- Innocent mothers Ewa Berwid and Lisa Bianco repeatedly pleaded for protection, expressing terror that their husbands would murder them if released (as Adam Berwid expressly promised in open court). Both husbands were nevertheless freed by all-knowing risk-taking "experts" and both promptly slaughtered their wives in front of their children. In response to the Bianco butchery, the ACLU Prison Project's Ed Koren did not demand an end to such releases until perfection was guaranteed: ''Nobody can predict what somebody is going to do in the future. We have to rely on people's judgment. It's unfortunate that people get hurt in the process. But if you tighten these programs, prisoners will lose the opportunity to lead possibly productive lives.'' No concern about the loss of innocent lives here.
- N.Y. State Division for Youth Director Peter Edelman thought he knew better than the judge who urged that a violent offender not be prematurely released: "I looked into it very carefully and found ... he had made excellent progress." The release resulted in an attempted knifepoint robbery of a woman five days later. Edelman rationalized new violence, including murders and attempted murders, by offenders released by his agency, saying it was "not always possible to predict correctly that a release will work out satisfactorily - you cannot be 100 percent right...."
- In 1978, Lawrence Singleton raped, tortured, cut off her forearms and left 15-year-old Mary Vincent to die by the side of a road. No thanks to him, she survived. On parole, Singleton committed murder in 1997. Naturally, there was extenuation. Sex-crime "experts" labeled him an "anomaly" and added "only a small minority go on to commit murder." This "only" attitude was neatly captured by Georgia Polston: "We didn't like the idea that something had happened. But you can't make a big thing about it if you want to give people a chance.''
"Giving people a chance," without concern for the guaranteed new but avoidable catastrophe this will cause for other people, is exactly what is being sought now.
"Second" Chance Imperfections
On November 9, the Supreme Court will be asked to declare unconstitutional Life Without Parole (LWOP) for juveniles convicted of violent non-homicide crimes, no matter how numerous or vicious. The justices will be implored to hold that juveniles must always be given a "second" chance. If the justices do, it is likely (n5) they will be asked to extend their ruling to juvenile murderers. Will they consider that Singleton was given a chance -- to murder successfully; and Mary Vincent also had another chance -- a chance to live in terror for 23 years until his death from natural causes and to live without forearms for the rest of her life? Will they consider that the Berwid and Bianco children never again had a chance to experience their mothers' love or to forget the nightmarish savagery committed before their very eyes by their extra chance fathers?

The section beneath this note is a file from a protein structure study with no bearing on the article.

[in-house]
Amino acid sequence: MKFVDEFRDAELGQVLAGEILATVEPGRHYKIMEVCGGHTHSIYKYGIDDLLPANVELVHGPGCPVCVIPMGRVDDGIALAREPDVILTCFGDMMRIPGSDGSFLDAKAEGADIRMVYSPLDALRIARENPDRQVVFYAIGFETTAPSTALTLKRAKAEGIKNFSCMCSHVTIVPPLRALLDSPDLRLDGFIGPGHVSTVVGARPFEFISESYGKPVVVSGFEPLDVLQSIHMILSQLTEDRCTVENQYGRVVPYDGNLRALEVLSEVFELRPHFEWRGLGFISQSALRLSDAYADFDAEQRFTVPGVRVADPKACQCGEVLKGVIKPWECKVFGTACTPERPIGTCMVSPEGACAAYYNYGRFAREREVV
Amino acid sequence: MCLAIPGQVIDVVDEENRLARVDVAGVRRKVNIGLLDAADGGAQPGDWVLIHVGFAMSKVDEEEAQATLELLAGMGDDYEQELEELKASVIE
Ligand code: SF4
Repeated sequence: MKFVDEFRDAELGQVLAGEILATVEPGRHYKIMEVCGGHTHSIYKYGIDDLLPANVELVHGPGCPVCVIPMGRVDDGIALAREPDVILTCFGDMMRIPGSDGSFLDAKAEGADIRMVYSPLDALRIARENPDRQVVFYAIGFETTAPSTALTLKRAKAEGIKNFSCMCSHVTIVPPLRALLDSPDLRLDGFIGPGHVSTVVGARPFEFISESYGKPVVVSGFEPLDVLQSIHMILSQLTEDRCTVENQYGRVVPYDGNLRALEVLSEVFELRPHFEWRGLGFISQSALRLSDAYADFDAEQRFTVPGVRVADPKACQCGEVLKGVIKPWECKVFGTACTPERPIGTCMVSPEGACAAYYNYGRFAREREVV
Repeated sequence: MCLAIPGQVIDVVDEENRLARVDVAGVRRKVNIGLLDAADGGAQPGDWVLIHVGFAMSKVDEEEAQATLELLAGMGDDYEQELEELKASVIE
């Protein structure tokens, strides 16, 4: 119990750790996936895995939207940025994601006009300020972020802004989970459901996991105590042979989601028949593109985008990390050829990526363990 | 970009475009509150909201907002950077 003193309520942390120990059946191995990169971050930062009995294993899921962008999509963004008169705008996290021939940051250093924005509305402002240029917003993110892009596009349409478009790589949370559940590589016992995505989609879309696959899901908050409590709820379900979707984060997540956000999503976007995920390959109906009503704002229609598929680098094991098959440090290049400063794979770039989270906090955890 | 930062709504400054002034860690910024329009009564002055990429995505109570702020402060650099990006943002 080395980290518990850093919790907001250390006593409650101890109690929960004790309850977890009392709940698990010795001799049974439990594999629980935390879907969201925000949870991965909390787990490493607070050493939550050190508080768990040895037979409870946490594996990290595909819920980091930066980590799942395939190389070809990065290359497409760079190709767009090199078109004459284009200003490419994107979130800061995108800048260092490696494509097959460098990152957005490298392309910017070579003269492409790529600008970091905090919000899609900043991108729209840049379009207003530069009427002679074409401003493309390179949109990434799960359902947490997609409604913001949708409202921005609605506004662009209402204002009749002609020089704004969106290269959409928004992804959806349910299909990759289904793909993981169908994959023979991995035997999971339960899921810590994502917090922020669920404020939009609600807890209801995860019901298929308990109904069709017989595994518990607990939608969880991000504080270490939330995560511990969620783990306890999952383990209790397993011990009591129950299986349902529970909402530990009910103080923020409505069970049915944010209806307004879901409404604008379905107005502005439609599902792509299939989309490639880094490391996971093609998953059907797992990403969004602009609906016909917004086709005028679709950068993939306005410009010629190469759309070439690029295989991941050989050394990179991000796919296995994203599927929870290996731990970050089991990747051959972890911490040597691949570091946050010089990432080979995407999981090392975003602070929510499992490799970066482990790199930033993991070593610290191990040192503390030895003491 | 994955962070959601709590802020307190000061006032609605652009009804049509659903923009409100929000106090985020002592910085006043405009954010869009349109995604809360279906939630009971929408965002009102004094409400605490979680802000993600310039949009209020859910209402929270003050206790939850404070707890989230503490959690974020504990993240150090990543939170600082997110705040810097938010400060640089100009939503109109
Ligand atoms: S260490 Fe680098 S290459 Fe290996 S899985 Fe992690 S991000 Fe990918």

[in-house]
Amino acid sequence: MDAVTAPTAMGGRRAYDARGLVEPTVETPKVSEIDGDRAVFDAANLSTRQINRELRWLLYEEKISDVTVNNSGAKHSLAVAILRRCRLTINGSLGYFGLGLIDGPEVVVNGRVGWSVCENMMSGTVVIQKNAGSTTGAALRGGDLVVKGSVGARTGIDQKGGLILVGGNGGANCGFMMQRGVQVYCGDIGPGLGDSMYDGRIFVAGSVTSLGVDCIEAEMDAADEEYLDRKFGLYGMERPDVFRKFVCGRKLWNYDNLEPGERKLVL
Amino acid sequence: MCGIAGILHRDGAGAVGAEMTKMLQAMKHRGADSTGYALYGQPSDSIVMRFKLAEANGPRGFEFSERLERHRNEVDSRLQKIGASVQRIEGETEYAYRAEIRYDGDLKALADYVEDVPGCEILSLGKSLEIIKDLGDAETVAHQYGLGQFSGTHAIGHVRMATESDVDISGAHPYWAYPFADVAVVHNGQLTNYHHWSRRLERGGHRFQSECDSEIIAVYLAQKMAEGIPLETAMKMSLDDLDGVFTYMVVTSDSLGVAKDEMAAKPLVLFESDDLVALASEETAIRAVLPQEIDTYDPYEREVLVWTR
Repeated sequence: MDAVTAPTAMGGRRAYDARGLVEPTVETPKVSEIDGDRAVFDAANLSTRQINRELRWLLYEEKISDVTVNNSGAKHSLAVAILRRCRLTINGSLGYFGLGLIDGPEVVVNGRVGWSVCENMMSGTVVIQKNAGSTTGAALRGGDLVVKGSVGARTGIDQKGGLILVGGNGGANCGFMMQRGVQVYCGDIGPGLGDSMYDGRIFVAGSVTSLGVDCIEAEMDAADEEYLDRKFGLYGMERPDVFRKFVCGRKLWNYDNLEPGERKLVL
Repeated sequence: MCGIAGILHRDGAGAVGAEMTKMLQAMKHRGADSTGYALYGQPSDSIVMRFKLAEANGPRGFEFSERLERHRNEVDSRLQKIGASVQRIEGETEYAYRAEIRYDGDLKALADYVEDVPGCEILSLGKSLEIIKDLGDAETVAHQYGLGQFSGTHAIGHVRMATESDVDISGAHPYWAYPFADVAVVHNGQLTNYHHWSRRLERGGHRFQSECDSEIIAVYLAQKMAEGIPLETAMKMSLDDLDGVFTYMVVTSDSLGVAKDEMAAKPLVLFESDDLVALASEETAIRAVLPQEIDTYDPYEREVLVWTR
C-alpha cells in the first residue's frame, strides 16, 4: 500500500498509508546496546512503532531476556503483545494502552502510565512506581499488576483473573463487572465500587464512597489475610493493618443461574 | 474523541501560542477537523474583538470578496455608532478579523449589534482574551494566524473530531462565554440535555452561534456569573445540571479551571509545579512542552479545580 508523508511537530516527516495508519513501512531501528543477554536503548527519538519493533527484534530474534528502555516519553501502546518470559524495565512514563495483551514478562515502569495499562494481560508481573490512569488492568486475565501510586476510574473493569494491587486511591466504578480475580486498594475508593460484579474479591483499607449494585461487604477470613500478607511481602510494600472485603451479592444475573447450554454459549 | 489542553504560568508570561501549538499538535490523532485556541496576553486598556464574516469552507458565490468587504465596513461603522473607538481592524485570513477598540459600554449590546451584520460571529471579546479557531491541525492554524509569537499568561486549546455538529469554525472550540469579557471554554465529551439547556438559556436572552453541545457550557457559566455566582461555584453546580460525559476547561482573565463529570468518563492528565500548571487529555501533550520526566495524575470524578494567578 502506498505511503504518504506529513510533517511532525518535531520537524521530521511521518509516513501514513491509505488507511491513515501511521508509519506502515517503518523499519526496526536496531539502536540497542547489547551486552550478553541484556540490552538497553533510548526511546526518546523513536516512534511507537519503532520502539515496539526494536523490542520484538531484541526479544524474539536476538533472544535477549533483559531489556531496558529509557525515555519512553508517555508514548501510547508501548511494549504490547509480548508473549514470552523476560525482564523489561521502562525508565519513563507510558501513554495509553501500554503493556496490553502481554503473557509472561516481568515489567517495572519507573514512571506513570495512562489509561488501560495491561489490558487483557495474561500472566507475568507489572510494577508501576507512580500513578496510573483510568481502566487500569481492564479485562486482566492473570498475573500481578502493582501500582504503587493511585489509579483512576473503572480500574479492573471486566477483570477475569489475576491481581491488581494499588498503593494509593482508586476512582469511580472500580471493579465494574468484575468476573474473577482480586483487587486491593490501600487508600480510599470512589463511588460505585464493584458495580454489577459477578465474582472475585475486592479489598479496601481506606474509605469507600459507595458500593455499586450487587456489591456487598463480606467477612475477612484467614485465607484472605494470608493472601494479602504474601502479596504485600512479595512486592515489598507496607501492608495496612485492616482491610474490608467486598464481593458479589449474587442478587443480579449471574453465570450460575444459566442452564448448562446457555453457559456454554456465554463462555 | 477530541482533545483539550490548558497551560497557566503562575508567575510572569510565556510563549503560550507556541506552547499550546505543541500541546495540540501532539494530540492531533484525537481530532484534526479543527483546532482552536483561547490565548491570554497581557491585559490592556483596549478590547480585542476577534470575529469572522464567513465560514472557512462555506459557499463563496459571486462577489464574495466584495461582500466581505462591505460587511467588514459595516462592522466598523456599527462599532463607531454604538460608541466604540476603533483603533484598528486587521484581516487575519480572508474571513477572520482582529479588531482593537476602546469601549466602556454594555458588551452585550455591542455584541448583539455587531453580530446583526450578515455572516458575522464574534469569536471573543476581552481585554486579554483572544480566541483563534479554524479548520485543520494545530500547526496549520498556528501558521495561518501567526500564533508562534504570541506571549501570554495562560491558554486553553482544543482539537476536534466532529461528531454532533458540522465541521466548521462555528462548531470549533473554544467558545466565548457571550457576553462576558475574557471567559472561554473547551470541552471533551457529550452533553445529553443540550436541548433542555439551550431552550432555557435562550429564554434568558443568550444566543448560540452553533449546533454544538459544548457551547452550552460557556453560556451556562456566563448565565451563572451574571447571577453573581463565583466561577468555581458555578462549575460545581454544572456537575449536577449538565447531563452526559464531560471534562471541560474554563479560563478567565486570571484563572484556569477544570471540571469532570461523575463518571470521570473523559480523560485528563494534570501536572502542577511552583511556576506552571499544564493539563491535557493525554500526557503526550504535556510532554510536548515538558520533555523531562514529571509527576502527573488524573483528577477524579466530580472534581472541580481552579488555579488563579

One brief (6) "provides examples of the important contributions that can be made by youth when they are given a second chance." This is misleading. First, the cases before the Supreme Court do not involve "second" chances but multiple chances after multiple violent crimes. Second, with all due respect to former Wyoming Senator Simpson (11-13), he shot mailboxes, set fire to abandoned federal property, was involved in a bar fight he did not start and resisted arrest. This does not remotely justify repeated chances for rapists, sadists, violent robbers and attempted murderers. It is simply fatuous to analogize (15, 19) reckless, unthinking teenage behavior with malicious and murderous sadism. Did Simpson ever even think about rape, assault, armed robbery or attempted murder? If not, his self-description as a "monster" drains the word of meaning and it is unpersuasive that he lent his good name to the likes of Terrance Graham (multiple armed robberies) (2ff) and Joe Sullivan (multiple violent crimes, including the double rape, beating, and robbery of an elderly woman) (3ff). A brief purporting to be "in Support of Neither Party" all but explicitly seeks a ruling for Graham and Sullivan on the ground that young brains are "structurally immature" and not yet fully developed (3-4). Why, then, aren't most juveniles vicious criminals?
Those who seek an end to LWOP do not claim (23, 26-27), because they cannot, that there is no risk in releasing felons who have committed multiple acts of violence. In arguing that "the vast majority of adolescents who engage in criminal ... behavior desist from crime as they mature," the Brief for Graham (45) implicitly concedes there are those who will not desist. Obviously, there is no place in the Graham brief for Officer Gillespie, whose murderers were well into their 20s after having commenced their "careers" in their teens. They surely did "mature" -- to the next level, murder of a policeman, illustrating Justice O'Connor's position  that youth can indicate a potential for greater rather than lesser future dangerousness. Nor is there room for the victims of Richard Biegenwald (committed murder at age 18 and multiple murders after parole at ages 41-42), Grant Cooper (murdered at 18, 36, 60) and Reginald McFadden (murder at 16 plus rape and at least two murders 25 years later at 41, after "second chance" parole as "rehabilitated" and "an excellent risk for release."). Nor for late bloomers, such as Clarence Ray Allen, who do not start murdering until middle age. For the chance taken to keep him alive after his first murder conviction, he made three more victims pay with their lives [n55]. (Allen's lawyers argued he should be spared because setting an execution date would cause him to have a heart attack [n362].)